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Experiences Shared


All names and identifying details have been changed.

Participants have given us permission to share their experiences.

Giulia grew up in a household that was dominated and intimidated by a violent, controlling and alcoholic father. 

He subjected her to extreme abuse throughout her childhood and adolescence. When she was in her 20s she found the courage to report him and as a result, he was sent to prison.

Giulia grew up in the 1960s and 70s. She had two brothers and one of her many painful childhood memories is that her mother preferred them to her. 

Giulia doesn’t think her mother knew that she was being sexually abused by her father, but she was aware that he gave his daughter a lot of attention. Giulia believes this was the reason for the favouritism her mother showed to her brothers. 

She recalls very clearly that the first time her father sexually abused her she was four years old. It began with touching and over time, escalated to rape. By the time she was a teenager, he was raping her several times a week. 

Giulia says that from when she was about seven years old, her father’s abuse became more violent. She remembers crying when he abused her, and the more she cried, ‘the more I got battered’. She was often bruised but if anyone asked about it, she used to say she had banged herself. 

The sexual abuse usually occurred when her mother was in bed or at work. With obvious distress, she describes several extremely traumatic physical and sexual acts carried out by her father. She believes her mother became aware her husband was violent towards her daughter, but she was too afraid of him to stop it. Giulia explains that he exerted complete power and control over the family.

She describes herself as a ‘horrible’ child, because at school she used to fight with the other children, behave aggressively with the teachers and throw things around the classroom. She can remember biting her hands and smashing them against heavy objects when she was eight. No one ever asked her about her behaviour.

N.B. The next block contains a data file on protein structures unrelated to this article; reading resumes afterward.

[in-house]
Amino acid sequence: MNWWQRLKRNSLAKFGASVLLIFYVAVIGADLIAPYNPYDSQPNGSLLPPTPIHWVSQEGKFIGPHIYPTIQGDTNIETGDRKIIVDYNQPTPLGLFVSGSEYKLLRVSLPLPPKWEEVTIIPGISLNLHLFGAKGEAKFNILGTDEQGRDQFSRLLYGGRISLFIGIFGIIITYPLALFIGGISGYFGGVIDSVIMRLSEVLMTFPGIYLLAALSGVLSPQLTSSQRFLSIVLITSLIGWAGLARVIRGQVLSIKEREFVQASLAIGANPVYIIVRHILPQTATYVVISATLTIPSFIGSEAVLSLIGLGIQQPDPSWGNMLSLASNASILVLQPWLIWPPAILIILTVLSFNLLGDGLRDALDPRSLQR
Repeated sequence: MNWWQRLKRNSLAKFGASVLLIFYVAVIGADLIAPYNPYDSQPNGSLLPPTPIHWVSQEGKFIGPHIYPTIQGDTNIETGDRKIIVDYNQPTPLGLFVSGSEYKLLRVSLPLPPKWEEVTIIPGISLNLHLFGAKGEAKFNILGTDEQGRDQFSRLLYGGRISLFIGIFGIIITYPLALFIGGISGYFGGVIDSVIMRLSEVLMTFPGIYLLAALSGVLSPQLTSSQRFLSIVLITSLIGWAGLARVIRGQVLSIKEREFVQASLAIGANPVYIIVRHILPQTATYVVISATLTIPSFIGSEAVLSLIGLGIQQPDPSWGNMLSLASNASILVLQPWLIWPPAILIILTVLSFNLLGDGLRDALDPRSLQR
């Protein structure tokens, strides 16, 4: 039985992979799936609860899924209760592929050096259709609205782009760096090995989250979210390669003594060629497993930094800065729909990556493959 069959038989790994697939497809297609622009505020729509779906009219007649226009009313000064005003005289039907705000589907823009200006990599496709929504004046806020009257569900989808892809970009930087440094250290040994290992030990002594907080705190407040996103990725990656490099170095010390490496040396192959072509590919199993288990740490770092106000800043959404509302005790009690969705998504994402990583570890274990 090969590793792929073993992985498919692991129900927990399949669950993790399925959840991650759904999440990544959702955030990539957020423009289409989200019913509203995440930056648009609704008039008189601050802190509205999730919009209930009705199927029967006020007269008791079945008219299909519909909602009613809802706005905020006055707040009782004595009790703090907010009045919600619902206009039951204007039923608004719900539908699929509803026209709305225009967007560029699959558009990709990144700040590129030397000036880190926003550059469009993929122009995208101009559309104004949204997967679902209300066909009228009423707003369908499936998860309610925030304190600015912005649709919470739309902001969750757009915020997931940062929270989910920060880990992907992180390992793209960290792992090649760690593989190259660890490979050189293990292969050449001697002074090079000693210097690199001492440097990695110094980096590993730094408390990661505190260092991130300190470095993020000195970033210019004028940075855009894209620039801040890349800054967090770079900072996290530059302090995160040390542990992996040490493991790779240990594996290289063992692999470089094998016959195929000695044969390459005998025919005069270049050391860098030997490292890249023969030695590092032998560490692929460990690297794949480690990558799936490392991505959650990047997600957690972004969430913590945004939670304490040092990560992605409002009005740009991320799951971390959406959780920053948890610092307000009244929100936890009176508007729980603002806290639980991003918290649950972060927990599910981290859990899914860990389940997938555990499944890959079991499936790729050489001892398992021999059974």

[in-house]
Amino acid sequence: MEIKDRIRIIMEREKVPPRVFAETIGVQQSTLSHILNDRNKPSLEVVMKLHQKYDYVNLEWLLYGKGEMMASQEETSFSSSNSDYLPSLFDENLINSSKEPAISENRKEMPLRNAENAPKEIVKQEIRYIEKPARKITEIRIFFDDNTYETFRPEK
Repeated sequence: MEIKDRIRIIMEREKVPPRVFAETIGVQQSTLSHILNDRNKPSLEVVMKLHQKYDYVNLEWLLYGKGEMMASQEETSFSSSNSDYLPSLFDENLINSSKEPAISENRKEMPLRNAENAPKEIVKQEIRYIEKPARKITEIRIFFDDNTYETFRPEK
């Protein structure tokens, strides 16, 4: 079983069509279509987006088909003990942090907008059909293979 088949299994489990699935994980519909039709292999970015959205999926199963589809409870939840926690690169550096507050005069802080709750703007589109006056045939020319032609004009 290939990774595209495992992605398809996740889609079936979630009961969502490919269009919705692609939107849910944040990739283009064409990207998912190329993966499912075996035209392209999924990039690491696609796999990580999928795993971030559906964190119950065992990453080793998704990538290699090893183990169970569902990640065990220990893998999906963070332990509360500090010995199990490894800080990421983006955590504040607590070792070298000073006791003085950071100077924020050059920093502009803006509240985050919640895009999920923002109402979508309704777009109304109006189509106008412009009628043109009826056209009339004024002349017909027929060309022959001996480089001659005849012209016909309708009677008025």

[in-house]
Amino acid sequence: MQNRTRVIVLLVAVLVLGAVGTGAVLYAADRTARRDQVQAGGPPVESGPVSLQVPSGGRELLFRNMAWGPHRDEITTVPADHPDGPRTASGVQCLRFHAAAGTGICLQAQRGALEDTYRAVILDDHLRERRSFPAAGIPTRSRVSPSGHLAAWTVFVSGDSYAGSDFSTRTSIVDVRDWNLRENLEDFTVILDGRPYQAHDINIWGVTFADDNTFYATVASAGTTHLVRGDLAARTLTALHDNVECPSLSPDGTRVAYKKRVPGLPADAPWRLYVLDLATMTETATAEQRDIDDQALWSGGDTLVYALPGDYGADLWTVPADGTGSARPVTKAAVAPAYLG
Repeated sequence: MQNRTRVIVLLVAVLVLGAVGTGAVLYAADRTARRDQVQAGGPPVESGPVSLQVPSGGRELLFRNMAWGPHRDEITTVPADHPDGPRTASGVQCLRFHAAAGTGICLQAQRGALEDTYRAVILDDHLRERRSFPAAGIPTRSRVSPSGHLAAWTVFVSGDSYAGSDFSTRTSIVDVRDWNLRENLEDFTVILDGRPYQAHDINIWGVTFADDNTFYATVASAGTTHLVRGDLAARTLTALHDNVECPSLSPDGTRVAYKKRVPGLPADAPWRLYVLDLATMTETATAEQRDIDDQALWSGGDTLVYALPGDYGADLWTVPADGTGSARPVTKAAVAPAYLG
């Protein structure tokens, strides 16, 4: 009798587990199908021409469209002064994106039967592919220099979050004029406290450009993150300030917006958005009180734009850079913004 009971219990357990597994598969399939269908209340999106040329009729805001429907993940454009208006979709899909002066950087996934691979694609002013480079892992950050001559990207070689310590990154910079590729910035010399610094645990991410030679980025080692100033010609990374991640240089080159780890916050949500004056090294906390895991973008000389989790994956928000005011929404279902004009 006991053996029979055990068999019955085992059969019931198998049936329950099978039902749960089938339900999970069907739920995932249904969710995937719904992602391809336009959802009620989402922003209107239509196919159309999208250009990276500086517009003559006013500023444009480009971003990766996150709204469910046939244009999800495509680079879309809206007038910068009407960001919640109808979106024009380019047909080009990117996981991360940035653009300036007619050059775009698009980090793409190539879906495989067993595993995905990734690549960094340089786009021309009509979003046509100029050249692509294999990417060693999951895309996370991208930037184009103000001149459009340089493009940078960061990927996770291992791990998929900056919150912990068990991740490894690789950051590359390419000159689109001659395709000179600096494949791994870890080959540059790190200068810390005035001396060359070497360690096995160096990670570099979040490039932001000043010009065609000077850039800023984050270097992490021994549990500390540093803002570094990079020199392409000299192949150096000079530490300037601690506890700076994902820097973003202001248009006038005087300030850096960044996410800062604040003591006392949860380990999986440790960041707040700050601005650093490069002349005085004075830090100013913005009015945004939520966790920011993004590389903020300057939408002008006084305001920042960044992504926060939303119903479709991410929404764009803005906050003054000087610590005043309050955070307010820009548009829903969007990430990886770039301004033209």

At secondary school, she says, her behaviour deteriorated even more. She frequently fought with her peers and teachers, but still no one questioned this or asked about the bruising on her body.

She remembers that when she was a young teenager, her father went to a sexual health clinic and then told her to get the same treatment that he had been prescribed.    

A couple of years after this, Giulia took an overdose. Her father put his fingers down her throat to make her sick. Afterwards he promised her that he wouldn’t touch her again and she remembers feeling so happy at this, she felt she was ‘walking on air’. But he did not stop abusing her.

Giulia says she never told anyone about the abuse she was suffering – she thinks she didn’t realise that she was being abused. 

As a young adult, publicity about Childline triggered the realisation in Giulia that she had been abused. She told her mother, who by this time had separated from her father. 

Her mother contacted the police, who Giulia says ‘were fantastic’. 

An investigation and court case followed and her father was convicted. He is now deceased. 

After the court case, Giulia says her mother became very bitter, and commented that Giulia must have ‘enjoyed’ what her father was doing to allow it to go on for so long.

Giulia believes that if she hadn’t disclosed the abuse she would be dead now. It has had a massive impact on her mental health; she has made several attempts at suicide, has self-harmed and suffered with depression. She says she still abuses alcohol but she has good support from her psychiatrist and her crisis team.

One of her coping strategies throughout her life has been to have imaginary friends. 

Giulia feels very strongly that children should be supported to understand what sexual abuse is, and believed when they report it. She thinks it might have helped her if school staff had talked about abuse during her younger years. She would like schools to be alert to changes in behaviour in children. 

She is also very concerned to dispel the myth that children who have been abused are abusers themselves.


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